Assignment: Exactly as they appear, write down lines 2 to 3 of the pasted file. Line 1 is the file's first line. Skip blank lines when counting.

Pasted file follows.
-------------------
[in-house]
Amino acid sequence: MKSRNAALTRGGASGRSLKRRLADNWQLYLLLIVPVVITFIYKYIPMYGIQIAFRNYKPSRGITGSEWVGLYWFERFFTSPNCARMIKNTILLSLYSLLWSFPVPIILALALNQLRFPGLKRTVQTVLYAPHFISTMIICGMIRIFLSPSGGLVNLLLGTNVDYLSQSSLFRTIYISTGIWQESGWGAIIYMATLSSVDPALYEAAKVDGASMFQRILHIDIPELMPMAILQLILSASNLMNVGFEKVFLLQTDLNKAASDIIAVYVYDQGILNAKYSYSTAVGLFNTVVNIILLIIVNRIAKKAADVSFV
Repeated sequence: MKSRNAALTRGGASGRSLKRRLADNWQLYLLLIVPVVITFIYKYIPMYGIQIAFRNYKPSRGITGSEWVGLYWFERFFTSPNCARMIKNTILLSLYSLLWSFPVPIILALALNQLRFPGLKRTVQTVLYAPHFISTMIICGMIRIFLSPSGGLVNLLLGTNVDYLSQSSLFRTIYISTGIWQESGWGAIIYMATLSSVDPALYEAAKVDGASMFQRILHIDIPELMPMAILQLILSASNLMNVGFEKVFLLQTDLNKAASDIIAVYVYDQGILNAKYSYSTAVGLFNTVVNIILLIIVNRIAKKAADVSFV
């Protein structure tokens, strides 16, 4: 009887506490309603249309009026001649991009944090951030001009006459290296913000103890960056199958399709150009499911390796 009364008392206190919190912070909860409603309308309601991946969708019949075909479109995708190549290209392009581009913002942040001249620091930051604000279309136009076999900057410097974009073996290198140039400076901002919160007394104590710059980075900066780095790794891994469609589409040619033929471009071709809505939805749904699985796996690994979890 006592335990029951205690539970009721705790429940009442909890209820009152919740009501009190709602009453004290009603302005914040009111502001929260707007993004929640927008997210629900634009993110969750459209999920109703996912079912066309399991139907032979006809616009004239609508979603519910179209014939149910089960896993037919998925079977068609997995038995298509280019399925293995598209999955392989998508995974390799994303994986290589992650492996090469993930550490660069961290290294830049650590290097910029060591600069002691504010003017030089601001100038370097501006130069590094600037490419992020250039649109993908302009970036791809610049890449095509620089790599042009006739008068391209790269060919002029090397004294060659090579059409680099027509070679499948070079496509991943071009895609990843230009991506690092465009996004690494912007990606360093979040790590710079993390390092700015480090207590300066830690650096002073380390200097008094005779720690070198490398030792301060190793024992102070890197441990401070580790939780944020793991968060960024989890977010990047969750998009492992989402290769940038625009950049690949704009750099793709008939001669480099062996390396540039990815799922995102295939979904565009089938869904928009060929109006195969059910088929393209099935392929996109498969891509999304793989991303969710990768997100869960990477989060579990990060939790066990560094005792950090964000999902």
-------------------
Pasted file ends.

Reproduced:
Amino acid sequence: MKSRNAALTRGGASGRSLKRRLADNWQLYLLLIVPVVITFIYKYIPMYGIQIAFRNYKPSRGITGSEWVGLYWFERFFTSPNCARMIKNTILLSLYSLLWSFPVPIILALALNQLRFPGLKRTVQTVLYAPHFISTMIICGMIRIFLSPSGGLVNLLLGTNVDYLSQSSLFRTIYISTGIWQESGWGAIIYMATLSSVDPALYEAAKVDGASMFQRILHIDIPELMPMAILQLILSASNLMNVGFEKVFLLQTDLNKAASDIIAVYVYDQGILNAKYSYSTAVGLFNTVVNIILLIIVNRIAKKAADVSFV
Repeated sequence: MKSRNAALTRGGASGRSLKRRLADNWQLYLLLIVPVVITFIYKYIPMYGIQIAFRNYKPSRGITGSEWVGLYWFERFFTSPNCARMIKNTILLSLYSLLWSFPVPIILALALNQLRFPGLKRTVQTVLYAPHFISTMIICGMIRIFLSPSGGLVNLLLGTNVDYLSQSSLFRTIYISTGIWQESGWGAIIYMATLSSVDPALYEAAKVDGASMFQRILHIDIPELMPMAILQLILSASNLMNVGFEKVFLLQTDLNKAASDIIAVYVYDQGILNAKYSYSTAVGLFNTVVNIILLIIVNRIAKKAADVSFV